# What is the Fourier transform of this function?

Consider the function $$f(x_1,x_2)=|x_1x_2|^{-\alpha/2}\int_{\mathbb{R}} \frac{e^{it(x_1+u)}-1}{i(x_1+u)} \frac{e^{it(x_2-u)}-1}{i(x_2-u)} |u|^{-\beta}du.$$ It is known that $f(x_1,x_2)\in L^2(\mathbb{R^2})$ if $$-1/2<\alpha<1, \quad-1/2<\beta<1,\quad \alpha+\beta>1/2.$$ The question is to find an expression for the $L^2$-defined Fourier transform $$\hat{f}(w_1,w_2)=\int_{\mathbb{R^2}} f(x_1,x_2)e^{-ix_1w_1-ix_2w_2} dx_1dx_2.$$

When $\alpha$ and $\beta$ are nonnegative, using the facts (1) $\int_0^t e^{isx}ds=\frac{e^{itx}-1}{ix}$, (2) $\int_{\mathbb{R}}e^{ixw} |x|^{a} dx=c|w|^{-a-1}$ for $a\in(-1,0)$ and (3) $\int_{\mathbb{R}}e^{ixw} dx=2\pi\delta(w)$, I have guessed (probably can be justified by some regularization argument) that $\hat{f}(x_1,x_2)$ is up to some constant the following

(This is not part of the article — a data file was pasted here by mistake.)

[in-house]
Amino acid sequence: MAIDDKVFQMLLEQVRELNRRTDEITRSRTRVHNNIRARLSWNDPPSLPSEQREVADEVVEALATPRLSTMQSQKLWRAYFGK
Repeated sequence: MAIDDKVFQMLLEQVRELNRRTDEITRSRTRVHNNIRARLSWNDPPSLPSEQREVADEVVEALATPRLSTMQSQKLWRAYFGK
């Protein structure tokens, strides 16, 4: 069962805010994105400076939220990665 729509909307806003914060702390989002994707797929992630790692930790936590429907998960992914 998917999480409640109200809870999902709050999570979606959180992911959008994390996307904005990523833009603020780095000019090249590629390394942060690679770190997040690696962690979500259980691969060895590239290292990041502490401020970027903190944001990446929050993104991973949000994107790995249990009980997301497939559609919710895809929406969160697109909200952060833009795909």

1. $\alpha>0$, $\beta>0$: $$\int_0^t\int_0^t |u-v|^{\beta-1}|u-x_1|^{\alpha/2-1} |v-x_2|^{\alpha/2-1} du dv.$$

2. $\alpha>1/2$, $\beta=0$: $$\int_0^t |u-x_1|^{\alpha/2-1}|u-x_2|^{\alpha/2-1} du.$$

3. $\alpha=0$, $\beta>1/2$: $$|x_1-x_2|^{\beta-1} I\{0<x_1,x_2<t\}.$$

But what about the cases: $\alpha>1/2$, $\beta<0$ and $\alpha<0$, $\beta>1/2$? I don't even know how to heuristically guess the answer.

• try analytic continuation in your parameters alpha, beta, etc. If you have a formula in the region where all is well and integrals converge, then what you are looking for will be given by an explicit analytic continuation. Before you embark on this you should study the book by Gel'fand and Shilov, Generalized functions Vol 1. – Abdelmalek Abdesselam Apr 13 '16 at 13:52